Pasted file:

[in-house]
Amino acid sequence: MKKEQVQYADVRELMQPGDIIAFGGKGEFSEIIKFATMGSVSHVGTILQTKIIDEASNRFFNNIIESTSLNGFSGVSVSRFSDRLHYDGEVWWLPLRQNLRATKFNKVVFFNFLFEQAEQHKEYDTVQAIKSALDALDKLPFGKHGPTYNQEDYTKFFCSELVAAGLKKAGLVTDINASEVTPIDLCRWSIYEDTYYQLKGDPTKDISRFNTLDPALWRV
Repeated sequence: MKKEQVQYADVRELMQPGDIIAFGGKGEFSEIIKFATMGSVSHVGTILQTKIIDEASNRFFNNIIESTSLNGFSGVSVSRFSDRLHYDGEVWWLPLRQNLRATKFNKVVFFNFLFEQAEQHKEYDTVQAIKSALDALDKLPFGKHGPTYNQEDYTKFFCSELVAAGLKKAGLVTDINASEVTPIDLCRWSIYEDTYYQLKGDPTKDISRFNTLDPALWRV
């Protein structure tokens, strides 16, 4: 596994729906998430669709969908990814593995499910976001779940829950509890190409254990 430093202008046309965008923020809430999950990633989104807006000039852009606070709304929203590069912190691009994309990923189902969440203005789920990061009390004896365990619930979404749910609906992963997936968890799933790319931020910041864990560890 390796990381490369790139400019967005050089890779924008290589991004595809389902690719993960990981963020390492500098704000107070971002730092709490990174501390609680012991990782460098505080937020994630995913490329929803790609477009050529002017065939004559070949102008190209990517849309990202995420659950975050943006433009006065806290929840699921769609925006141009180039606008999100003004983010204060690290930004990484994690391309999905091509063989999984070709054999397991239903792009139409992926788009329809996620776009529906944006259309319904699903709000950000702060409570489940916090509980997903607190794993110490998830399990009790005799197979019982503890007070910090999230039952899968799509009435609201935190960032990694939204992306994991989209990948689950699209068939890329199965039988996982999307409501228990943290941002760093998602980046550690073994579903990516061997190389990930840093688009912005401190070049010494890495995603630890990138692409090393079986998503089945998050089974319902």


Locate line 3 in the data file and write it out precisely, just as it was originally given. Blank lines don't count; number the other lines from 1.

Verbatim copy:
Repeated sequence: MKKEQVQYADVRELMQPGDIIAFGGKGEFSEIIKFATMGSVSHVGTILQTKIIDEASNRFFNNIIESTSLNGFSGVSVSRFSDRLHYDGEVWWLPLRQNLRATKFNKVVFFNFLFEQAEQHKEYDTVQAIKSALDALDKLPFGKHGPTYNQEDYTKFFCSELVAAGLKKAGLVTDINASEVTPIDLCRWSIYEDTYYQLKGDPTKDISRFNTLDPALWRV